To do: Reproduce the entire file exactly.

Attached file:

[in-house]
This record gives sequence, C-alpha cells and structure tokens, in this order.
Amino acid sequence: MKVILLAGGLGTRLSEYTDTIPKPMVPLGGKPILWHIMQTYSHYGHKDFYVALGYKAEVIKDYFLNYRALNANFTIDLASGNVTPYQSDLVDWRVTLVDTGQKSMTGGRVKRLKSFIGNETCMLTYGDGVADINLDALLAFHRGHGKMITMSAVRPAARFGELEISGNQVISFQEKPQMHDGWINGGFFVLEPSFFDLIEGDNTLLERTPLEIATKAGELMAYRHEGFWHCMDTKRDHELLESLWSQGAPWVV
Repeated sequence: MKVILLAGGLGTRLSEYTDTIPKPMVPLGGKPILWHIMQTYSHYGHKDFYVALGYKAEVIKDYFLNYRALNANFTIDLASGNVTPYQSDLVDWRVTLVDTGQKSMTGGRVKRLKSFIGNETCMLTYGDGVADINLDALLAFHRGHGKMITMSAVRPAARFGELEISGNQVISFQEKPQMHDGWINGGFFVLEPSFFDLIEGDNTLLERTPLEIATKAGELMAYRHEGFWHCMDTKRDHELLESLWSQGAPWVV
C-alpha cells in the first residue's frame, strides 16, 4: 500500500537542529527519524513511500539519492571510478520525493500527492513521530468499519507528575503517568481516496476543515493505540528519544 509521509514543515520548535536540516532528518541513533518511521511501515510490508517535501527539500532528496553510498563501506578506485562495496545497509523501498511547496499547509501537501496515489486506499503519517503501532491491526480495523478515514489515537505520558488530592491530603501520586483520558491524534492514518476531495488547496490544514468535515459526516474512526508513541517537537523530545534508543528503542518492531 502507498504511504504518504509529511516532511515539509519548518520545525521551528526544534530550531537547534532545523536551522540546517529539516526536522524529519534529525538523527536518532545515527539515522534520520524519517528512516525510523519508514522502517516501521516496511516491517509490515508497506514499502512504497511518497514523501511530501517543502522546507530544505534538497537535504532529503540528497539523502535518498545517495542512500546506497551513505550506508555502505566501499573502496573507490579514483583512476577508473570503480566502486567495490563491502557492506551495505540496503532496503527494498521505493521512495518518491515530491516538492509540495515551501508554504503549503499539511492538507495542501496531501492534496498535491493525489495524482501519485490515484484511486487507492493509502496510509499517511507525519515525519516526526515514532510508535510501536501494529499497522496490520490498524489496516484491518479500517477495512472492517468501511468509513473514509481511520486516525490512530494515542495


[in-house]
This record gives sequence, C-alpha cells and structure tokens, in this order.
Amino acid sequence: MKVILLAGGLGTRLSEYTDTIPKPMVPLGGKPILWHIMQTYSHYGHKDFYVALGYKAEVIKDYFLNYRALNANFTIDLASGNVTPYQSDLVDWRVTLVDTGQKSMTGGRVKRLKSFIGNETCMLTYGDGVADINLDALLAFHRGHGKMITMSAVRPAARFGELEISGNQVISFQEKPQMHDGWINGGFFVLEPSFFDLIEGDNTLLERTPLEIATKAGELMAYRHEGFWHCMDTKRDHELLESLWSQGAPWVV
Repeated sequence: MKVILLAGGLGTRLSEYTDTIPKPMVPLGGKPILWHIMQTYSHYGHKDFYVALGYKAEVIKDYFLNYRALNANFTIDLASGNVTPYQSDLVDWRVTLVDTGQKSMTGGRVKRLKSFIGNETCMLTYGDGVADINLDALLAFHRGHGKMITMSAVRPAARFGELEISGNQVISFQEKPQMHDGWINGGFFVLEPSFFDLIEGDNTLLERTPLEIATKAGELMAYRHEGFWHCMDTKRDHELLESLWSQGAPWVV
C-alpha cells in the first residue's frame, strides 16, 4: 500500500537542529527519524513511500539519492571510478520525493500527492513521530468499519507528575503517568481516496476543515493505540528519544 509521509514543515520548535536540516532528518541513533518511521511501515510490508517535501527539500532528496553510498563501506578506485562495496545497509523501498511547496499547509501537501496515489486506499503519517503501532491491526480495523478515514489515537505520558488530592491530603501520586483520558491524534492514518476531495488547496490544514468535515459526516474512526508513541517537537523530545534508543528503542518492531 502507498504511504504518504509529511516532511515539509519548518520545525521551528526544534530550531537547534532545523536551522540546517529539516526536522524529519534529525538523527536518532545515527539515522534520520524519517528512516525510523519508514522502517516501521516496511516491517509490515508497506514499502512504497511518497514523501511530501517543502522546507530544505534538497537535504532529503540528497539523502535518498545517495542512500546506497551513505550506508555502505566501499573502496573507490579514483583512476577508473570503480566502486567495490563491502557492506551495505540496503532496503527494498521505493521512495518518491515530491516538492509540495515551501508554504503549503499539511492538507495542501496531501492534496498535491493525489495524482501519485490515484484511486487507492493509502496510509499517511507525519515525519516526526515514532510508535510501536501494529499497522496490520490498524489496516484491518479500517477495512472492517468501511468509513473514509481511520486516525490512530494515542495